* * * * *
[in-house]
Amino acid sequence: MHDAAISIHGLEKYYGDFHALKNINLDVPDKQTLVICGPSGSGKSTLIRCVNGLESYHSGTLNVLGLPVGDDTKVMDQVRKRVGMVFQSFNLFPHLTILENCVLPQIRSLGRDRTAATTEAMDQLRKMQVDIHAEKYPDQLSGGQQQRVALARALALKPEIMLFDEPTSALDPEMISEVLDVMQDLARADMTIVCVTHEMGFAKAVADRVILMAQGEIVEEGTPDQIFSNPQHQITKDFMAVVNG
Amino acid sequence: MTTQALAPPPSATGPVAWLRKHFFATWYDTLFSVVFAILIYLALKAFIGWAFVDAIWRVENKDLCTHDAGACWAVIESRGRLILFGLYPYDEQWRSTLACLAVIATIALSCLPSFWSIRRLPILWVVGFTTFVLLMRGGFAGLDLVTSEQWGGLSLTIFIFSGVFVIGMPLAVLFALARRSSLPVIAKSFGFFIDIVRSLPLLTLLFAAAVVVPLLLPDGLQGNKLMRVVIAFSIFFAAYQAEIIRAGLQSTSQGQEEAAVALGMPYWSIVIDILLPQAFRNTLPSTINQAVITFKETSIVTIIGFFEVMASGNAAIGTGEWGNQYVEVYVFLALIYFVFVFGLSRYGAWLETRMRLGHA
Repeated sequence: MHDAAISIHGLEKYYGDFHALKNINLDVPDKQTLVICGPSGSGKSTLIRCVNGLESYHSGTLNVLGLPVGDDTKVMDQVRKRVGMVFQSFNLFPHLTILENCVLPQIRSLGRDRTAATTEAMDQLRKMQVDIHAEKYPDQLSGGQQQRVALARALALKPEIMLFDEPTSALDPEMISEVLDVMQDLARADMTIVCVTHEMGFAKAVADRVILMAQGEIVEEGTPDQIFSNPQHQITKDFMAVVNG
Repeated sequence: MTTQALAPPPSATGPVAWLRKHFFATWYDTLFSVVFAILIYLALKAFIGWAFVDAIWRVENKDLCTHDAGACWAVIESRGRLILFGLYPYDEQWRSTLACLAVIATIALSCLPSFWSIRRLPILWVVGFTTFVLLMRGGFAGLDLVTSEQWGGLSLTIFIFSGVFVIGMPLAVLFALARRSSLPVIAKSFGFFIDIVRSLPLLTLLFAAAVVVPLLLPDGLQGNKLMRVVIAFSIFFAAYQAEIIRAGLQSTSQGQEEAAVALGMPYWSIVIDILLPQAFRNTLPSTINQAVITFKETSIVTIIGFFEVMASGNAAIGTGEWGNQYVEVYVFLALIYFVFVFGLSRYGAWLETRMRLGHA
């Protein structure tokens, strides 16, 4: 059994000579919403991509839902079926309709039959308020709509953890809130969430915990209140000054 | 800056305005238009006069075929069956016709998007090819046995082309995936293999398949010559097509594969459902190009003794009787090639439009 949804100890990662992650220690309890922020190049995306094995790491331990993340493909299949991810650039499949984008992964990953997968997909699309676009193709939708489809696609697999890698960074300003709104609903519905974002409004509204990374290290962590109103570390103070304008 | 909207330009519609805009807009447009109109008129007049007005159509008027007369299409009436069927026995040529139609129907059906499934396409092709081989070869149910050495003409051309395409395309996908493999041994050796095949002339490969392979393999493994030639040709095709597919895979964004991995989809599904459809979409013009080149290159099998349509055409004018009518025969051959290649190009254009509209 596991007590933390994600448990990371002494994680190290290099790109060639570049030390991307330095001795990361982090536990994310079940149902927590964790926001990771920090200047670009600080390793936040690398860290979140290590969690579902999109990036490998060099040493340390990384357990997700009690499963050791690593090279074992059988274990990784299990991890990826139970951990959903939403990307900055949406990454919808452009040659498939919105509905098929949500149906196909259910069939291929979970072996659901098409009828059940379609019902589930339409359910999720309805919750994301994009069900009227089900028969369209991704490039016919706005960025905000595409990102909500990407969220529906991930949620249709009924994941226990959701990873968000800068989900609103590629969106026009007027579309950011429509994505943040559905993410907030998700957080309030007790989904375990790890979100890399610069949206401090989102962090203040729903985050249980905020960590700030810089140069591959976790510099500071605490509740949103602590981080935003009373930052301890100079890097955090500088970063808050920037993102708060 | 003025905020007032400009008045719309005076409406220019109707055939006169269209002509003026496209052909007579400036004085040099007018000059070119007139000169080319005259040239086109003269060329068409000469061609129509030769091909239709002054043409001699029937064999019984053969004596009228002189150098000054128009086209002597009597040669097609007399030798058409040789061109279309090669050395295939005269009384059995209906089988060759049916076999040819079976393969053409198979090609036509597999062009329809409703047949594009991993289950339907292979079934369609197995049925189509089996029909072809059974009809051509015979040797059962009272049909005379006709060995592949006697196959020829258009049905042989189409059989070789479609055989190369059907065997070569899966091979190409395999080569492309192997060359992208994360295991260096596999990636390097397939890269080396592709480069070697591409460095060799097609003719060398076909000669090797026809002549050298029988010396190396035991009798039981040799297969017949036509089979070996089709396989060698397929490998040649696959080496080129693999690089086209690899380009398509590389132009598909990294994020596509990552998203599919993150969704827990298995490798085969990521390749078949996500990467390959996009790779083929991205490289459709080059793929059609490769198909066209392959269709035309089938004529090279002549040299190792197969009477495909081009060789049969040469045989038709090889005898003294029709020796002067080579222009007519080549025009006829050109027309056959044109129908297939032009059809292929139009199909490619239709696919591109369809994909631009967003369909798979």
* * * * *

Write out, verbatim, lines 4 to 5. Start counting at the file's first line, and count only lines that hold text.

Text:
Repeated sequence: MHDAAISIHGLEKYYGDFHALKNINLDVPDKQTLVICGPSGSGKSTLIRCVNGLESYHSGTLNVLGLPVGDDTKVMDQVRKRVGMVFQSFNLFPHLTILENCVLPQIRSLGRDRTAATTEAMDQLRKMQVDIHAEKYPDQLSGGQQQRVALARALALKPEIMLFDEPTSALDPEMISEVLDVMQDLARADMTIVCVTHEMGFAKAVADRVILMAQGEIVEEGTPDQIFSNPQHQITKDFMAVVNG
Repeated sequence: MTTQALAPPPSATGPVAWLRKHFFATWYDTLFSVVFAILIYLALKAFIGWAFVDAIWRVENKDLCTHDAGACWAVIESRGRLILFGLYPYDEQWRSTLACLAVIATIALSCLPSFWSIRRLPILWVVGFTTFVLLMRGGFAGLDLVTSEQWGGLSLTIFIFSGVFVIGMPLAVLFALARRSSLPVIAKSFGFFIDIVRSLPLLTLLFAAAVVVPLLLPDGLQGNKLMRVVIAFSIFFAAYQAEIIRAGLQSTSQGQEEAAVALGMPYWSIVIDILLPQAFRNTLPSTINQAVITFKETSIVTIIGFFEVMASGNAAIGTGEWGNQYVEVYVFLALIYFVFVFGLSRYGAWLETRMRLGHA